The gay cure, as we all know, is bullshit. But of course it never stops certain people from promoting it to the LGBT community, especially our youth, in the name of religion or whatever make beliefs that help them sleep at night. And in a world where most of us are
slaves to consumers of Apple products and “there is an app for everything,” there was, until a little over a week ago, a gay cure app that insures “freedom from homosexuality through the power of Jesus” created by Exodus International whose mission statement is “Mobilizing the Body of Christ to Minister Grace and Truth to a World impacted by Homosexuality.”
Needless to say, the app generated an insurmountable amount of outcry from the GLBT community when it was introduced. In response to an online petition with more than 100,000 signatures, Apple pulled the app from the App store on March 22nd.
So it is over, right? Think again.
Now there is debate over the issues of free speech and the free exercise of religion (The First Amendment), and whether a corporation like Apple should be given the license to censor online content that will be available to the general public. Exodus, of course, says it does not claim to cure anyone, and their mission is to preach putting Christianity above same-sex attraction.
Even homosexual and liberal writers, as the Baptist Press reports, “say that while they disagree with Exodus’ viewpoint, they also believe Apple was wrong in pulling the Christian ministry’s iPhone app.” In defense of the Exodus app, AfterElton.com managing editor Dennis Ayers wrote:
“Apple says the app was removed because it was ‘offensive to large groups of people.’ But lots of things are offensive to large groups of people. Does the LGBT community really want that to be the standard for what is allowed on Apple’s increasingly pivotal app store? How soon until Apple gets a petition to remove Grindr? What if The Trevor Project tried to release an app to assist gay teens?”
My oh my, so much argument! But should the Exodus app have been pulled? I humbly believe so.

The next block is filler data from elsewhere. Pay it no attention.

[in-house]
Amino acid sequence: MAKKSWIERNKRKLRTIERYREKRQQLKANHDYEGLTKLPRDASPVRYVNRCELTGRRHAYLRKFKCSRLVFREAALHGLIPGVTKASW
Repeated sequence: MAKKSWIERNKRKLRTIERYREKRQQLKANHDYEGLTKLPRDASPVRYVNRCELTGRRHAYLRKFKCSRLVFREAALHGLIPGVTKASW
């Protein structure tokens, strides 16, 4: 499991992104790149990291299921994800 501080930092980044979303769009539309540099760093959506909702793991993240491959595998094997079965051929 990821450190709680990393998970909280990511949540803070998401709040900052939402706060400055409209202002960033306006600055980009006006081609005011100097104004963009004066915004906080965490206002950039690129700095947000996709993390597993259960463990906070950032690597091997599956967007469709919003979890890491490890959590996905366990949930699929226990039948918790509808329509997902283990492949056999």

“Exodus doesn’t believe there is a “cure” for homosexuality, adultery, arrogance, gossip or any other sin,” as stated on their website. But branding homosexuality as a sin does NOTHING to help LGBT youth who are already struggling with their identity but encourages self-hatred that may lead to tragic ends. And as for claiming not to try to cure homosexuals with their app, Exodus insists on offering “hope and help to people seeking freedom from homosexuality.” One of the books that is on their must-read list? Restoring Sexual Identity by
in denial former lesbian Anne Paulk. Considering all of Exodus’ claims, as Rachel Maddow said to the “sexual reorientation” specialist in the video above, “it’s matter of semantics.”
Regarding the censoring right of Apple in terms of US law, I don’t think I can elaborate on the issue better than this article in The Guardian. But I’d like to state that while there are indeed many apps that cater to LGBT community in the App store like Grindr and GayCities, none of them are trying to “convert” heterosexuals to homosexuality. None of them are telling our youth that being straight is a sin.
Should there be an app that incites heterosexual and/or religious people to feel inferior about their sexuality and/or beliefs and the need to change something that is so fundamentally true to themselves, I would gladly sign the petition to have that app removed.
Do you think Apple should have pulled the app? Is the whole thing a trap laid by Exodus to paint GLBT people just as intolerant and obdurate as the people who often bully us?
Now I am thinking too much. Time for some Angry Birds!